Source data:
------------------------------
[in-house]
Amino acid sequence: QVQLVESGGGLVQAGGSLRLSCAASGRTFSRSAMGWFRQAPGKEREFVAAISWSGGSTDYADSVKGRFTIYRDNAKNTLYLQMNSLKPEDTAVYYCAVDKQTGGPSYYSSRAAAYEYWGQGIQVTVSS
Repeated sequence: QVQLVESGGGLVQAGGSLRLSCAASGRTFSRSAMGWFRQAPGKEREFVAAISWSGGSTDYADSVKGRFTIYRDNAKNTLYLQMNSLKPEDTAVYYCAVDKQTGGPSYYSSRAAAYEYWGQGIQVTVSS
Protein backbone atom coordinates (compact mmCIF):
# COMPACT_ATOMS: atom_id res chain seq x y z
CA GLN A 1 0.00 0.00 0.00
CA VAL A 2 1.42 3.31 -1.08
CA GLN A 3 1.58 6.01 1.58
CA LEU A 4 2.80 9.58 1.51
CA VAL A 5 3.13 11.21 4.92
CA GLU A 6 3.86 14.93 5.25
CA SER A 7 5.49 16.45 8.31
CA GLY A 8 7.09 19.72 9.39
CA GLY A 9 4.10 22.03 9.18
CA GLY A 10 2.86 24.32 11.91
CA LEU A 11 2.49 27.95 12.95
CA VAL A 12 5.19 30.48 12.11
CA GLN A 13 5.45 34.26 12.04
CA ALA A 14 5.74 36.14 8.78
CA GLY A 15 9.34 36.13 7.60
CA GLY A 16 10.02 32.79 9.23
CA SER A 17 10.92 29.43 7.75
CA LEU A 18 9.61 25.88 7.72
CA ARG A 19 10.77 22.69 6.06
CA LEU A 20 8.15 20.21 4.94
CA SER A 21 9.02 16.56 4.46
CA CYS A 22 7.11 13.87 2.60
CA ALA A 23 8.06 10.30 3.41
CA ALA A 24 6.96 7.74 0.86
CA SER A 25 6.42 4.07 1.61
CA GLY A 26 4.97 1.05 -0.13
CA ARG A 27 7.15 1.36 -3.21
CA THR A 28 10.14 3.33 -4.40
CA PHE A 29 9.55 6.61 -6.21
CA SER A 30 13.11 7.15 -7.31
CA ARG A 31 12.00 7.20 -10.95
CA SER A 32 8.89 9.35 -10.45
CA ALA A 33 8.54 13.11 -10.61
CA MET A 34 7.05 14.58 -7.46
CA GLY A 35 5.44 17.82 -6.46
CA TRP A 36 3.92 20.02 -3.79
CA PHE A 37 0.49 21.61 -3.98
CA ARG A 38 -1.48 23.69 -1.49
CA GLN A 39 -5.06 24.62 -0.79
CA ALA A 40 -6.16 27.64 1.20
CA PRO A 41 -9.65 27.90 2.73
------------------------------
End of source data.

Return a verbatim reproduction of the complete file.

[in-house]
Amino acid sequence: QVQLVESGGGLVQAGGSLRLSCAASGRTFSRSAMGWFRQAPGKEREFVAAISWSGGSTDYADSVKGRFTIYRDNAKNTLYLQMNSLKPEDTAVYYCAVDKQTGGPSYYSSRAAAYEYWGQGIQVTVSS
Repeated sequence: QVQLVESGGGLVQAGGSLRLSCAASGRTFSRSAMGWFRQAPGKEREFVAAISWSGGSTDYADSVKGRFTIYRDNAKNTLYLQMNSLKPEDTAVYYCAVDKQTGGPSYYSSRAAAYEYWGQGIQVTVSS
Protein backbone atom coordinates (compact mmCIF):
# COMPACT_ATOMS: atom_id res chain seq x y z
CA GLN A 1 0.00 0.00 0.00
CA VAL A 2 1.42 3.31 -1.08
CA GLN A 3 1.58 6.01 1.58
CA LEU A 4 2.80 9.58 1.51
CA VAL A 5 3.13 11.21 4.92
CA GLU A 6 3.86 14.93 5.25
CA SER A 7 5.49 16.45 8.31
CA GLY A 8 7.09 19.72 9.39
CA GLY A 9 4.10 22.03 9.18
CA GLY A 10 2.86 24.32 11.91
CA LEU A 11 2.49 27.95 12.95
CA VAL A 12 5.19 30.48 12.11
CA GLN A 13 5.45 34.26 12.04
CA ALA A 14 5.74 36.14 8.78
CA GLY A 15 9.34 36.13 7.60
CA GLY A 16 10.02 32.79 9.23
CA SER A 17 10.92 29.43 7.75
CA LEU A 18 9.61 25.88 7.72
CA ARG A 19 10.77 22.69 6.06
CA LEU A 20 8.15 20.21 4.94
CA SER A 21 9.02 16.56 4.46
CA CYS A 22 7.11 13.87 2.60
CA ALA A 23 8.06 10.30 3.41
CA ALA A 24 6.96 7.74 0.86
CA SER A 25 6.42 4.07 1.61
CA GLY A 26 4.97 1.05 -0.13
CA ARG A 27 7.15 1.36 -3.21
CA THR A 28 10.14 3.33 -4.40
CA PHE A 29 9.55 6.61 -6.21
CA SER A 30 13.11 7.15 -7.31
CA ARG A 31 12.00 7.20 -10.95
CA SER A 32 8.89 9.35 -10.45
CA ALA A 33 8.54 13.11 -10.61
CA MET A 34 7.05 14.58 -7.46
CA GLY A 35 5.44 17.82 -6.46
CA TRP A 36 3.92 20.02 -3.79
CA PHE A 37 0.49 21.61 -3.98
CA ARG A 38 -1.48 23.69 -1.49
CA GLN A 39 -5.06 24.62 -0.79
CA ALA A 40 -6.16 27.64 1.20
CA PRO A 41 -9.65 27.90 2.73